You can probably picture the spot in your office right now: Maybe it’s literally by the water cooler, or maybe it’s in the kitchen, or near the elevators. It’s the place folks gather for friendly banter and to catch up on the previous weekend, and the random conversations you have there are an important part of the glue that holds the workplace together.
That kind of casual bonding with co-workers can be beneficial for morale and business. A 2018 LinkedIn survey revealed that 95% of professionals think being friends with co-workers is a good thing, with 65% saying that work friendships “encourage us to learn from one another” and 55% believe they “can make things easier when challenges arise.”
But how do you create bonding opportunities with co-workers who don’t work in the same office as you? If quick desk drop-bys, weekly bagel breakfasts, and monthly happy hours can’t happen, how do you get to know the people you’re working with?
“For so many people today’s 'workplace' is no longer one office location where everyone clocks in 9 AM-5 PM and works side by side,” says Lindsey Pollak, a multigenerational workplace expert and author of The Remix: How to Lead and Succeed in the Multigenerational Workplace. “Many teams today include remote workers, flexible schedules, multiple offices, and global teams, so it’s critical for morale, productivity, and trust to make sure everyone feels connected and included.”
Got co-workers in different cities—or even different countries? Try these tips to foster strong bonds, no matter where everyone sits.
1. Start With Empathy
“We all bring different expectations to work," Pollak says. “I always come back to the importance of empathy; of putting yourself in the shoes of the people you work with. When you’re not in the office, what makes you feel included?”
Think about ways you can be inclusive in typical work situations. For example, have all meeting participants call in, rather than asking just one remote employee to dial in to a meeting that everyone else is attending in person. (Being the lone voice calling in all the time can feel alienating.)
Another example: Be mindful of time zones. “If I’m invited to a conference call and someone gets my time zone wrong, I feel excluded and unimportant,” Pollak says. To that end, when you’re scheduling conference calls or meetings, remember that some participants may be in a different time zone, and a perfectly acceptable 10 AM call on the East Coast is a much less pleasant 7 AM on the West Coast. World Time Buddy is a great resource for scheduling meetings across multiple time zones.
2. Take Advantage of Technology
Technology, of course, makes it possible for far-flung colleagues to interact much more easily and casually. So go beyond conference calls and use Skype or other video conferencing technology for meetings. Being able to see someone’s expressions and reactions can go a long way in understanding their tone.
Chatting via Slack or G-chat can help create bonds, too, since it’s more “live” than an email conversation. Plus, important work queries get shared and answered quicker.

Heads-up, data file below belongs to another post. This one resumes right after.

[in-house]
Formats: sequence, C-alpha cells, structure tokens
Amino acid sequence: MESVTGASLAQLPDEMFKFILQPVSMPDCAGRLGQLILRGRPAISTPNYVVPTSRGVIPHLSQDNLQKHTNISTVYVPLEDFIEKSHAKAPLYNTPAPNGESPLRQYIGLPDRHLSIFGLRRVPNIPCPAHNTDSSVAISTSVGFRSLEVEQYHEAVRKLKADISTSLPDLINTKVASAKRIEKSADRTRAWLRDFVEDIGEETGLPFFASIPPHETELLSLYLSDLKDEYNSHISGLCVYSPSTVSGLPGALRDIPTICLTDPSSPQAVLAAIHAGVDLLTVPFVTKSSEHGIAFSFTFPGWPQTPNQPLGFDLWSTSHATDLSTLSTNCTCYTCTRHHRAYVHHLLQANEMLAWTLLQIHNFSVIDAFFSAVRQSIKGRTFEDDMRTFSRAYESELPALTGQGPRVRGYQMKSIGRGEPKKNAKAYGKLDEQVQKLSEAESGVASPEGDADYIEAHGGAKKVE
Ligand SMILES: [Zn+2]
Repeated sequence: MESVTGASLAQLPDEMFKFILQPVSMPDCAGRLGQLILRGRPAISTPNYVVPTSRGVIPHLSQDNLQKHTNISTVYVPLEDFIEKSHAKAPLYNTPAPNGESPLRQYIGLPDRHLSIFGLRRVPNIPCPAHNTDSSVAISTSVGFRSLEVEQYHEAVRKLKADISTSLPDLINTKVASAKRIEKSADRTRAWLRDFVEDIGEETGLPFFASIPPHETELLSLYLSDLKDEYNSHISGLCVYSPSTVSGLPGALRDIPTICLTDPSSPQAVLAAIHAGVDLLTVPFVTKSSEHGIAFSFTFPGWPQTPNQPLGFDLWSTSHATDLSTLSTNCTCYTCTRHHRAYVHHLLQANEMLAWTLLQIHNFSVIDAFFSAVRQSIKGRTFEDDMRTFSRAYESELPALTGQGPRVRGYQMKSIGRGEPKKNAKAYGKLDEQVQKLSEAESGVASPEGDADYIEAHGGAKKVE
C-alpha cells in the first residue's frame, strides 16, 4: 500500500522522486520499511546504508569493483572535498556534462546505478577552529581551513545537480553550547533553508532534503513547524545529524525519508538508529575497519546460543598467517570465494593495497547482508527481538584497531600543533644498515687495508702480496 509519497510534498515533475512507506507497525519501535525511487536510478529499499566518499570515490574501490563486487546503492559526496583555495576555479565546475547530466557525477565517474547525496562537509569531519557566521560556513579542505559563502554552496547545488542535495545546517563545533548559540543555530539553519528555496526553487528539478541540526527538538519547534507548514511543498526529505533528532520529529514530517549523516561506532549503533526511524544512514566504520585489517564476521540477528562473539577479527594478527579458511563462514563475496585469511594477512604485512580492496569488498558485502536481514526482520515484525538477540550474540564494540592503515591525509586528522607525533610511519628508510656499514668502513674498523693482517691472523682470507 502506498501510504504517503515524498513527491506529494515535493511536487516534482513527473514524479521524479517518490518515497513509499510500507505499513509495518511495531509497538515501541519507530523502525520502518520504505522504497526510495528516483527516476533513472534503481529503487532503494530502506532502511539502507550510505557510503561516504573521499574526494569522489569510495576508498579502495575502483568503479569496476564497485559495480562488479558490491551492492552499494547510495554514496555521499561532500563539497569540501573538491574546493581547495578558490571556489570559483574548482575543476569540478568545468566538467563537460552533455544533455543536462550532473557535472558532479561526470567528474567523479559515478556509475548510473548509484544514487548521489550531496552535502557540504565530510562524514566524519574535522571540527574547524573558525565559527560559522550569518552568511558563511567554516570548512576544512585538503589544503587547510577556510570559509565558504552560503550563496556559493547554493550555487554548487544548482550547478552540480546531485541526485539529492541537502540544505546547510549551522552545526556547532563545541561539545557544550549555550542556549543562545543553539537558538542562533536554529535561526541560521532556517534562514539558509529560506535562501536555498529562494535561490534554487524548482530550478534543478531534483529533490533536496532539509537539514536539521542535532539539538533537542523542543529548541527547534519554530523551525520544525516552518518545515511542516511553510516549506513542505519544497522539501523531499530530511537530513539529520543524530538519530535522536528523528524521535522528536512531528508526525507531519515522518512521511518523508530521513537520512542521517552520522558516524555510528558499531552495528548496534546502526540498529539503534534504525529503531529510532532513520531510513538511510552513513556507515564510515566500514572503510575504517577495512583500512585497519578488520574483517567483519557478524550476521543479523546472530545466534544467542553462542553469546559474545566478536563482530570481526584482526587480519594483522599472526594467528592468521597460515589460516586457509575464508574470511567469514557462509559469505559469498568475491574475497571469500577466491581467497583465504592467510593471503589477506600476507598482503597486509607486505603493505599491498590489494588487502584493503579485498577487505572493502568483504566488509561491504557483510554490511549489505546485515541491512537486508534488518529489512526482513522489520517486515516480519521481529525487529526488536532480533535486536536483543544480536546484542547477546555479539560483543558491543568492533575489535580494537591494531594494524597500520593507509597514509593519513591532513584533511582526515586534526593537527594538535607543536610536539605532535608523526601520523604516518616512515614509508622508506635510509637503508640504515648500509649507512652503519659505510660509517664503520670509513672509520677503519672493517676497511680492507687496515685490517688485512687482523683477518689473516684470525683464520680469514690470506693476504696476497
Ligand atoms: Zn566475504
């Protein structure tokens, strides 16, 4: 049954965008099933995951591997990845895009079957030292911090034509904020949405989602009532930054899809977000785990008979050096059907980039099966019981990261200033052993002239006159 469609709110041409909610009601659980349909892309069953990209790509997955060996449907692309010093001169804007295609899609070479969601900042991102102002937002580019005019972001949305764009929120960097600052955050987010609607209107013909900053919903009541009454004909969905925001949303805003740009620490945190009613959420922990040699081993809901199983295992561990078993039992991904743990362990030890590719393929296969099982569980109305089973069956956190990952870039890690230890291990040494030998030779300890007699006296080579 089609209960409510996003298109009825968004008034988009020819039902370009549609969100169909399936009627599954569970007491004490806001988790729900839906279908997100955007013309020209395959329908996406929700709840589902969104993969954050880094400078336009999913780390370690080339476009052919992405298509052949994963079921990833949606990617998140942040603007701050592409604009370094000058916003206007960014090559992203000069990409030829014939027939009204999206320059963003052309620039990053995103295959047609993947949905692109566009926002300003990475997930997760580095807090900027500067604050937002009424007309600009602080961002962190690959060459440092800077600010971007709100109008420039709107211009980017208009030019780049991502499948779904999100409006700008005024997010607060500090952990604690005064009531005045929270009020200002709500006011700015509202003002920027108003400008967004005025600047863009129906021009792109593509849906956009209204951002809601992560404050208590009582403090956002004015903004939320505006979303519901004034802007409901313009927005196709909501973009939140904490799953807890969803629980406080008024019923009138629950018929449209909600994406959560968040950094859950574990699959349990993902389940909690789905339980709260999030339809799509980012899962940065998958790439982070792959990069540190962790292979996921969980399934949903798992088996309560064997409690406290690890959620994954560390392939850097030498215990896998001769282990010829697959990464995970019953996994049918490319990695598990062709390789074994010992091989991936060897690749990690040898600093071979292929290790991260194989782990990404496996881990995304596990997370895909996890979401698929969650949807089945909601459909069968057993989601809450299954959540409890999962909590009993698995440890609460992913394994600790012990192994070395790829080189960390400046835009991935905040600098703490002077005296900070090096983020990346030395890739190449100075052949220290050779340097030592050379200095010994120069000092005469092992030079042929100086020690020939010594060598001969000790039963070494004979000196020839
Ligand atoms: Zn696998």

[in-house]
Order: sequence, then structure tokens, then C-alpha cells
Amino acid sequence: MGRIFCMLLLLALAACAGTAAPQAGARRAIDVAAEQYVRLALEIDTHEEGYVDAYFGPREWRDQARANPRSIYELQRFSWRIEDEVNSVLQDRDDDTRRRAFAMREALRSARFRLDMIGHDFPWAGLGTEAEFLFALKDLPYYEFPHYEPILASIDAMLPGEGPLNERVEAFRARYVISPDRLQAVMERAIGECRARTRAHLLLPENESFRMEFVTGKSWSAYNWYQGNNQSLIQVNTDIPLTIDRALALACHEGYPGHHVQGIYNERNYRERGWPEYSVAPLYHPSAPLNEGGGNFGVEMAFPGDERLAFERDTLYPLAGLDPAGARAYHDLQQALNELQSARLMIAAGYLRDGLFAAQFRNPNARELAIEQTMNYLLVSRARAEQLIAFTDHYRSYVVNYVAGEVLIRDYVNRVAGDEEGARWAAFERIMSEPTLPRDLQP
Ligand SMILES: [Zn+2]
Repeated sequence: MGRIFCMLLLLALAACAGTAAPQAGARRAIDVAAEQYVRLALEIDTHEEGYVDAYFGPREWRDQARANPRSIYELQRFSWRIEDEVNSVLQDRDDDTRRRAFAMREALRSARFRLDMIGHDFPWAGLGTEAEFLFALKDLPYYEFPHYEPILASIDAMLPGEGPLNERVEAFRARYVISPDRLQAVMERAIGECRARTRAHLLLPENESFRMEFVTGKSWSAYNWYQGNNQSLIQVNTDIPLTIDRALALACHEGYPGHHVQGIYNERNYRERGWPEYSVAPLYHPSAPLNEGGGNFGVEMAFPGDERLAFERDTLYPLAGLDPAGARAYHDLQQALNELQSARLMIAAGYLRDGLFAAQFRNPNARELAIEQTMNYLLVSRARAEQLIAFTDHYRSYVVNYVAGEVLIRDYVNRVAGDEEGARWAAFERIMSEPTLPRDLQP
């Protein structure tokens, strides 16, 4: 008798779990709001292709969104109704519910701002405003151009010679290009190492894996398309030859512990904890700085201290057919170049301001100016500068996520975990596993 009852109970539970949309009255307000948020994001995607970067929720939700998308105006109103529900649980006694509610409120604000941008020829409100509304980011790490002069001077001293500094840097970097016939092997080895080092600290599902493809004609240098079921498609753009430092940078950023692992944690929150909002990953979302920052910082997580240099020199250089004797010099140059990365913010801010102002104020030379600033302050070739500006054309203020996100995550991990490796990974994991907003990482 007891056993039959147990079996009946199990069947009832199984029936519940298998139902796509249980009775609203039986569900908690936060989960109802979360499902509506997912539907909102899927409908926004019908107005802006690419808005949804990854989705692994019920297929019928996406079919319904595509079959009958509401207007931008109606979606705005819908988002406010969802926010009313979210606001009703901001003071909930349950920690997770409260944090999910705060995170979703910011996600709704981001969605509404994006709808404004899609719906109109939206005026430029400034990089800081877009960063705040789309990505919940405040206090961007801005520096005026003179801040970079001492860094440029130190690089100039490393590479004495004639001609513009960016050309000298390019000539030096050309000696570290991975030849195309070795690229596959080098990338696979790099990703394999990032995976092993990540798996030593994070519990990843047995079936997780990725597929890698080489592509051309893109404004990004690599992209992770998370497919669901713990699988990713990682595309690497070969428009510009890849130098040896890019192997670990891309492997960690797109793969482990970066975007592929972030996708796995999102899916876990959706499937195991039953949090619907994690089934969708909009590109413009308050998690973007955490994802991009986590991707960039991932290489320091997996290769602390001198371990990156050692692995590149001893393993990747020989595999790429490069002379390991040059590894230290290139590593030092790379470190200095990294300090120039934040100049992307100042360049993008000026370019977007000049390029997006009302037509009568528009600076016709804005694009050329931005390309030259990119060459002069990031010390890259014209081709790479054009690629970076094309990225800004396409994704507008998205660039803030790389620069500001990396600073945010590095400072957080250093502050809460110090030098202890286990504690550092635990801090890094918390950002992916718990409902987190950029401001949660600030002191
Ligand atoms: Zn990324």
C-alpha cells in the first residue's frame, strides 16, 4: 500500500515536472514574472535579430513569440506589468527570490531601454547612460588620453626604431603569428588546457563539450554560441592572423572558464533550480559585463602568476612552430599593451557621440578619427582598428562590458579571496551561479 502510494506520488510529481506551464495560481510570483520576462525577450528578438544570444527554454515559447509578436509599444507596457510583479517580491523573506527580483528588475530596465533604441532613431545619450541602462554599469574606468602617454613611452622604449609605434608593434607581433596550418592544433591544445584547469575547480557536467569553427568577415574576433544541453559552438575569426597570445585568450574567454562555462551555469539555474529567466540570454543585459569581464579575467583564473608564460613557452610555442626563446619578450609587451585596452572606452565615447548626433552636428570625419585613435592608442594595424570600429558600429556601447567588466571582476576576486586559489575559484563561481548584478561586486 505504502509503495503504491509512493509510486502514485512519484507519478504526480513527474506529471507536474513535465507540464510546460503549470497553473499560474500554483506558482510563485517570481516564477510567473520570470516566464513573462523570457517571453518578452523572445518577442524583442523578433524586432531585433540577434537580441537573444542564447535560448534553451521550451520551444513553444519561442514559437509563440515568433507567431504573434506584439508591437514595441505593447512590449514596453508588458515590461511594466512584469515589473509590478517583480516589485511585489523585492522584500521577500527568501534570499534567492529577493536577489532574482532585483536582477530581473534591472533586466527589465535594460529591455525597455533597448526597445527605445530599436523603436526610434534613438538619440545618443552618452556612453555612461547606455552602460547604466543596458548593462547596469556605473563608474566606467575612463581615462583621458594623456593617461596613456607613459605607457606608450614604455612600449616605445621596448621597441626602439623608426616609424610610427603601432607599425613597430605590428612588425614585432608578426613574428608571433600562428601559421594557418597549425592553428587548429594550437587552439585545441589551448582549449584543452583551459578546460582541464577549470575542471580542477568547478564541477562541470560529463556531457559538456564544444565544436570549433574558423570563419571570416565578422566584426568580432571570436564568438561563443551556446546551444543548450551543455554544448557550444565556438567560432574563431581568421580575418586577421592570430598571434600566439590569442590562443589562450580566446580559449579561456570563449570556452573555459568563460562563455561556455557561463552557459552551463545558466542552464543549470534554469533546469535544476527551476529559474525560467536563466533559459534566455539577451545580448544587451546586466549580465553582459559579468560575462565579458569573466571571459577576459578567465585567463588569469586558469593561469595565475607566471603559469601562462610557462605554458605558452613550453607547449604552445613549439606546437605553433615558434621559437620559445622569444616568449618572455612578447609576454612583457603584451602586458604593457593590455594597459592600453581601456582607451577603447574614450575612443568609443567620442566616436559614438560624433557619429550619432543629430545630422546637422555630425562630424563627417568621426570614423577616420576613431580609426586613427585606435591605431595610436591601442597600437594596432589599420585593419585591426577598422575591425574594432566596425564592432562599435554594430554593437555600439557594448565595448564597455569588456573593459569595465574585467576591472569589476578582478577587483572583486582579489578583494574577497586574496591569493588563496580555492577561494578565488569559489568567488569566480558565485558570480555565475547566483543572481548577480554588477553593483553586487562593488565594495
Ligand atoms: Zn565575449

And if your co-workers are comfortable with it, follow them on social media. Connecting on LinkedIn is a no-brainer for colleagues, while Facebook, Instagram, and Twitter are good ways to connect on a less formal level. You’ll get a peek into their lives, their hobbies, and what they do on the weekends, so next time you jump on a video call you’ll have something to chat about before you dive into the topic at hand.
3. Communication Is Key
Don’t assume that your preferred method of communication is the same as your co-workers’—ask how they like to communicate. Do they love the immediateness of Slack or G-chat? Do they hate being interrupted by phone calls when an email will do?
Agree on multiple ways to communicate—in addition to conference calls and video meetings, have shared docs, send emails, and create group Slack channels. Giving people options can help keep the lines of communication open when co-workers can’t just pop over with a question.
4. Prioritize “Peace Time” Interactions
Face time is the best way to create a bond, especially early on in a work relationship. But if face-to-face visits aren’t possible, take it upon yourself to schedule a quick video call. Consider it a virtual cup of coffee. “Be the person who reaches out and builds a connection,” Pollak says. “You can be on 17 conference calls with someone and never have talked to them one-on-one.”
It’s those casual exchanges and niceties that can get lost when co-workers are in different offices. But the effort you put into creating “peace time” relationships—getting to know them as people and bonding over, say, your favorite book or Netflix show—will go a long way when an issue pops up that you have to deal with together later on.
5. Watch Your Jargon and Slang
Be mindful of words that co-workers from other countries might not be familiar with, Pollak says, sharing an example of a time when she was speaking to a global audience in the U.K. “I did this whole slide talking about how to get employees to do grunt work,” she says. “About halfway through, the audience looked confused, until one person finally asked, 'What is grunt work?'” The lesson: Run your talking points past someone from that culture and ask if there’s anything that doesn’t translate. You can’t bond if you don’t understand each other, so take the time to make sure you and your colleagues are on the same page.
The classic way business is done is changing. The modern reality is that we all work in different places, in different ways, and in different time zones. So take it upon yourself to be the initiator, the person who reaches out just to say “Good morning” and includes the person who’s not in the office, Pollak says. “Think about what you personally are doing to build genuine, deeper relationships with co-workers who aren’t in the same office as you.”